Hello readers, as previously mentioned in DABAS blog posts, the rise of the SUV over the last decade has changed the face of the Australian family-car market as we knew it, with the SUVs’ popularity continuing to rise in all market demographics. At DABAS we are often asked by customers – needing easy access into their vehicle, due to knee, hip and mobility issues etc. – what entry level SUV they can purchase for approximately $25,000, the price they were intending to spend on a medium to small mid-specification brand-new hatchback, prior to the hip or knee replacement surgery that has ruled out those choices of vehicle. Of course, the reality is that in this brand-new SUV budget range you do forgo the leather trim, sunroof, 7 seats, woodgrain inserts, some luxuries with various extra bells and whistles, but you can gain a proven reliable brand’s MY19 entry-level brand-new SUV with a 5-year warranty that accommodates general safety, mobility needs plus ease-of-access issues well.
Which one you ask? Well, a popular choice that may suit your needs is a budget-conscious buy: the MY2019 Mitsubishi ASX new ES model grade, recently launched starting from $23,490. It’s rare for a car brand to launch just one new model grade – usually it’s the whole model range variants – but that’s exactly what Mitsubishi has done with the ASX ES, such are the stakes in this competitive segment. So, with that in mind, let’s have a general look at the Mitsubishi ASX ES – the entry-level ASX in the Mitsubishi ASX model range. It’s currently the number-one seller in its segment, so it’s clearly doing something right. Let’s see why they are selling like hot-pies at the AFL grand final.
The brand-new MY19 model Mitsubishi ASX ES, (is the entry level MY19 ASX specification)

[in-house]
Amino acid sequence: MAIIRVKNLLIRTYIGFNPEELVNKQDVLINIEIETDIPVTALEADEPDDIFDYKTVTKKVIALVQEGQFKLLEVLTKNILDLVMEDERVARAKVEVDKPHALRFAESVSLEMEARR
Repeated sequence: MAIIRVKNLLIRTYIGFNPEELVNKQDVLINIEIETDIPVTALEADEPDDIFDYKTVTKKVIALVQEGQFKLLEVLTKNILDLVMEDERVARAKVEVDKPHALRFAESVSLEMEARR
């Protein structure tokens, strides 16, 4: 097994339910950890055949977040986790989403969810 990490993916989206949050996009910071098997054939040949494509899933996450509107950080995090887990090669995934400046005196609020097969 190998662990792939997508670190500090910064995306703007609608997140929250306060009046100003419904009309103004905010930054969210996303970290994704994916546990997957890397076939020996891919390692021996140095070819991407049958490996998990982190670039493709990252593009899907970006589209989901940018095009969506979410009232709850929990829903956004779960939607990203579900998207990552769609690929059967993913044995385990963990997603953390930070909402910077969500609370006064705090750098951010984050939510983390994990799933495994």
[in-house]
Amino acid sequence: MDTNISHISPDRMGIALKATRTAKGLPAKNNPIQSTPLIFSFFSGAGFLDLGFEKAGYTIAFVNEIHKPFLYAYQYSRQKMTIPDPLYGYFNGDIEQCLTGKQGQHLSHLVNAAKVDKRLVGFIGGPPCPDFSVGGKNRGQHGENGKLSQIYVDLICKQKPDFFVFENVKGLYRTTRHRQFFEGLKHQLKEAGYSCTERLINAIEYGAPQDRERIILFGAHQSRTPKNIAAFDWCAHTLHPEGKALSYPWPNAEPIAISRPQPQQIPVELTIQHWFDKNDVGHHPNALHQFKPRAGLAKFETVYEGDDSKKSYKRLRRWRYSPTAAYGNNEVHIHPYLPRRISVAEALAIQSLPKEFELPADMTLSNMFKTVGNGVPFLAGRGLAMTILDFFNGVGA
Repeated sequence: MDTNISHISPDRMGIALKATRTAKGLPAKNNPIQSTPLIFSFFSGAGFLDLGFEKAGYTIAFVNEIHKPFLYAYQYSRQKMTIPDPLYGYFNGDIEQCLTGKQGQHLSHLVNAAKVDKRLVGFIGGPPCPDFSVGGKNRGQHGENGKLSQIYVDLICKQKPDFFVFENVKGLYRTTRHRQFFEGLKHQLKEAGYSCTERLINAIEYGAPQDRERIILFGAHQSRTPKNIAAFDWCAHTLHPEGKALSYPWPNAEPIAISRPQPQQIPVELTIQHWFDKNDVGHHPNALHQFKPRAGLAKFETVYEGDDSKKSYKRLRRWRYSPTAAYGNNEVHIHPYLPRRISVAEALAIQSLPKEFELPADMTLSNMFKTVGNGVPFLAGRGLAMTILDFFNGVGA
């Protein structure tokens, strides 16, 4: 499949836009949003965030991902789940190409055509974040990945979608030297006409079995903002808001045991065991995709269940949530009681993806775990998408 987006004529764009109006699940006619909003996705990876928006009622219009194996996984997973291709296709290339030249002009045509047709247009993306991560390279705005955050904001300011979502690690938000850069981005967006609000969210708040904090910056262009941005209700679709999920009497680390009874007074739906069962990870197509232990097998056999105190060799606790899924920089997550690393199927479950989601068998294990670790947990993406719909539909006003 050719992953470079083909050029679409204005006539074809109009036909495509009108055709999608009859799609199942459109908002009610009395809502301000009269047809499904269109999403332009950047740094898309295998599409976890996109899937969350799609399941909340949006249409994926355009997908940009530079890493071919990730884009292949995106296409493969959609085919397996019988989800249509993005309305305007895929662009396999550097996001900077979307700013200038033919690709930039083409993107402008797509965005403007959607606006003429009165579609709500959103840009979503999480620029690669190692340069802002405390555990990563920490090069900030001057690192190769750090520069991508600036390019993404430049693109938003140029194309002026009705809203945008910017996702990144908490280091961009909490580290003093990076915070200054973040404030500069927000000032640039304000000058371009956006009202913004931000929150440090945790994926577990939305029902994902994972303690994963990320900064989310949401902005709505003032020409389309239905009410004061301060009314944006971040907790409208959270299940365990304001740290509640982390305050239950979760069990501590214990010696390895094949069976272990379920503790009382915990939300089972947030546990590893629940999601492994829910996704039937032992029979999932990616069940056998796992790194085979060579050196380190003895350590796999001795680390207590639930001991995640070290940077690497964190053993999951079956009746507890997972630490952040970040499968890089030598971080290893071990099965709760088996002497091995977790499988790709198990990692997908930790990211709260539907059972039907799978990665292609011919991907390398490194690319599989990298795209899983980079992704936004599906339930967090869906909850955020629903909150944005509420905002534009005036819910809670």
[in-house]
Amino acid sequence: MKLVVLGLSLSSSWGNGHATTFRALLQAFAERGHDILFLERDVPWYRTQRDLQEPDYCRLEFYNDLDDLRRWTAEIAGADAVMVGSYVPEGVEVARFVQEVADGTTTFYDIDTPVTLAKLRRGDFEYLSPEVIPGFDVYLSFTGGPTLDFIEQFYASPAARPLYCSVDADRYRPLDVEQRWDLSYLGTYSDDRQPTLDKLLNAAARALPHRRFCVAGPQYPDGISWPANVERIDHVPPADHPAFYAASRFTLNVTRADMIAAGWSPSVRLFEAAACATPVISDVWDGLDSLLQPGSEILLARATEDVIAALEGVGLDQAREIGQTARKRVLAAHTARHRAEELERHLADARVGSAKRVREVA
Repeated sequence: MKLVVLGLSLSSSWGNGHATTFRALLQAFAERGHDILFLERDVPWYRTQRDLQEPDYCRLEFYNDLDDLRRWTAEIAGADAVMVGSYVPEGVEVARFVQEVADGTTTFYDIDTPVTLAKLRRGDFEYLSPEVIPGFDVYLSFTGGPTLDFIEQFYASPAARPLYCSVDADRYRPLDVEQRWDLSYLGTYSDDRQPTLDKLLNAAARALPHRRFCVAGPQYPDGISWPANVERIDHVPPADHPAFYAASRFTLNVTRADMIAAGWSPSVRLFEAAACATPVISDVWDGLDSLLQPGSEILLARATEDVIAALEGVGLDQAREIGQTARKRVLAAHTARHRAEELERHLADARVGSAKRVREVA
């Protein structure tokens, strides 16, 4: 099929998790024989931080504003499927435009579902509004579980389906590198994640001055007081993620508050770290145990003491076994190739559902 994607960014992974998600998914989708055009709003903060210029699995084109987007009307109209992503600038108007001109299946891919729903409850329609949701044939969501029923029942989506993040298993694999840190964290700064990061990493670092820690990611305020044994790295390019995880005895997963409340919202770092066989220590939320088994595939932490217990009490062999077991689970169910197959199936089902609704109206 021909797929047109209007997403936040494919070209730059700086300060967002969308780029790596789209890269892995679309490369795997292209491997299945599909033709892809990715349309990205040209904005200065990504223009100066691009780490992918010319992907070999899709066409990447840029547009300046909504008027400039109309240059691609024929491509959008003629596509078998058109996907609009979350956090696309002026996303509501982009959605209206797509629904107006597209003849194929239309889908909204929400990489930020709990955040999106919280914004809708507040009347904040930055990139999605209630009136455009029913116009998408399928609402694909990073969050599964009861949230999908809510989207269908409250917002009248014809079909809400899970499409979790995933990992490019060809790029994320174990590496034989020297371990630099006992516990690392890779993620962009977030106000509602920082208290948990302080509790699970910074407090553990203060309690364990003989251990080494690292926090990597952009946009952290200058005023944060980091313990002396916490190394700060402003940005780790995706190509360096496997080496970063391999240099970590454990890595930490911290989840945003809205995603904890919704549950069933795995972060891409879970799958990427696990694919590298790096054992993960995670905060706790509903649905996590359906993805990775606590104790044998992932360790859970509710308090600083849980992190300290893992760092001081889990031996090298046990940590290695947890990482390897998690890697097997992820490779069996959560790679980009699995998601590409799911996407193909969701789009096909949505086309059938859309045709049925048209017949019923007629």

We hope you find it an interesting read, whilst shining some light on this popular SUV model’s entry level, providing some useful “very general-in-nature” information to help you on your SUV-selection and car-buying journey.
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Here we go
The Mitsubishi ASX – like your superannuation over the years – has had fluctuations over its long production run. The Mitsubishi ASX small SUV range has had its detractors in the past by – some say – unfair comparisons to the $15,000-plus more expensive opposition SUVs on the market but over time people have woken up to the value of the Mitsubishi ASX. Now in 2018, the ASX is the top-selling SUV in its market segment, looking to strengthen its lead and fill the gap left by the soon-to-be-discontinued stablemate, the Mitsubishi Lancer range.
What do you get with the new MY19 Mitsubishi ASX entry level ES?
Despite the budget-conscious entry-level price of $23,490 for the five-speed manual, most buyers choose the automatic CVT model. At $25,490 ( pssst – at times, the drive-away price) the automatic CVT version of the Mitsubishi ASX ES still represents great value. The entry-level Mitsubishi ASX ES gets 18-inch alloy wheels, 7 airbags, stability control, a rear cargo cover, two ISOFIX and three top-tether child-seat anchorage points, anti-theft alarm and engine immobiliser, a 7-inch touchscreen infotainment system with Apple CarPlay/Android Auto, four-speaker stereo, reverse camera, dual USB ports and digital radio. Other standard equipment like LED daytime running lights is a nice touch, while automatic climate control and cruise control add convenience, as do electric folding mirrors and electric windows. The Mitsubishi ASX ES features a space-saver spare wheel.
With the ASX ES adjustable rear-seat vents and autonomous emergency braking (AEB) are not standard; it costs you another $1500 for the safety pack available to be optioned on the automatic (the safety pack is called ADAS in Mitsubishi-language), which adds autonomous emergency braking, lane departure warning and lane change assist, blind spot warning, rear cross-traffic alert, rear parking sensors plus automatic wipers and headlights.
Three of the reasons the ASX is so popular are that it’s well equipped, cheap to buy and cheap to run.